Without crowdsourced computing, Dr. Gregory R. Bowman, Folding@home’s director and an associate professor at the Washington University School of Medicine, St. Louis, Missouri, says, “This work would have cost hundreds of millions of dollars on the cloud, making it economically infeasible for us or most anyone else.” He added, “The computing power is game-changing.”

A new kind of citizen science

Excitingly, projects like Folding@home aren’t the only way scientists are leveraging the power of smartphones. Sometimes raw computing power isn’t particularly important, and researchers simply need a broader spectrum of information — information only thousands of people spread across the globe can gather and deliver.

For example, in March this year, the European Space Agency launched its Camaliot campaign, which seeks to improve weather apps by creatively leveraging the GPS receiver inside people’s Android phones. You see, whenever your phone pings satellites for navigation, they respond with the time and their location, and phones calculate where they are based on how long each message took to arrive. The time each signal takes can better inform scientists of the atmosphere’s properties, like the amount of water vapor in it, which in turn can help predict more accurate rain forecasts. But, the ESA team can perform this activity from only so many locations.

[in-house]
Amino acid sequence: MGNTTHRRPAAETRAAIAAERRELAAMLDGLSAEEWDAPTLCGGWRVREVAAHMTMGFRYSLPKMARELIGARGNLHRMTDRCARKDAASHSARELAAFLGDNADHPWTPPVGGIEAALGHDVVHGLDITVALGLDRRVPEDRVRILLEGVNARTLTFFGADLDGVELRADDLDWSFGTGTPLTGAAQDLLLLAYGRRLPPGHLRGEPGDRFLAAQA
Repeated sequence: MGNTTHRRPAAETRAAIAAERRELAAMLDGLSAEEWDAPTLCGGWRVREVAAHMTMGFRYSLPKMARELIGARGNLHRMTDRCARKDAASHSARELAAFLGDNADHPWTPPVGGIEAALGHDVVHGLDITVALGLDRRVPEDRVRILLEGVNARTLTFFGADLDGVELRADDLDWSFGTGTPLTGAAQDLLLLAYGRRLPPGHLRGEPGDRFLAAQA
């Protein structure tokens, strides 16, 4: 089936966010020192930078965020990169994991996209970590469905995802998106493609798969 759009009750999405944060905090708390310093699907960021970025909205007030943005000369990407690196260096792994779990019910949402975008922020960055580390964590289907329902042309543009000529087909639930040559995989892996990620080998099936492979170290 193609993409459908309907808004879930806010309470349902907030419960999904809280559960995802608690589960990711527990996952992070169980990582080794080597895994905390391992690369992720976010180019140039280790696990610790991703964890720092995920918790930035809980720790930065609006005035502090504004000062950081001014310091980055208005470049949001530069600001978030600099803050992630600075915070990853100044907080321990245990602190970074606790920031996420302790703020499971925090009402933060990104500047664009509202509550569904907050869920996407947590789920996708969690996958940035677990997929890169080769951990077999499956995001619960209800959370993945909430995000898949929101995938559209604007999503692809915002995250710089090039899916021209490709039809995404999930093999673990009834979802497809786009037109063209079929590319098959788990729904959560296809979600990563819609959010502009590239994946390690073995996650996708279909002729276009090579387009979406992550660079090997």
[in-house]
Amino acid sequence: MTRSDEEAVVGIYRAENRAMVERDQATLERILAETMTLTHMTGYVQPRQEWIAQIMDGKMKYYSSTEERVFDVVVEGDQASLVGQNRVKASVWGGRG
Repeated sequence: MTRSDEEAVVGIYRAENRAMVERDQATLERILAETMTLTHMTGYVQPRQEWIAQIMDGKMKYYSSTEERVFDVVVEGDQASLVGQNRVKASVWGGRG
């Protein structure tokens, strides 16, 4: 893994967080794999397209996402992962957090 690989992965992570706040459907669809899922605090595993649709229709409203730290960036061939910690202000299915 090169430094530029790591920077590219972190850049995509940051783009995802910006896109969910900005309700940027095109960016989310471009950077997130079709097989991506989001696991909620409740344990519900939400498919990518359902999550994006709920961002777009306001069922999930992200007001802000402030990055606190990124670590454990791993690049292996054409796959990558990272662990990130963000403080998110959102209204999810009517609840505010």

The Camaliot app allows Android phone owners from around the world to contribute to ESA’s project. It repeatedly pings satellites from people’s phones and sends the response data it collects back to the ESA base.

With Camaliot, ESA hopes to gather data from areas like Africa, of high interest from an ionospheric point of view and which are not well covered by the agency’s geospatial-limited centralized methods, Vicente Navarro, the Directorate of Science at the European Space Agency and lead on the Camaliot campaign, told Digital Trends.

Chipping in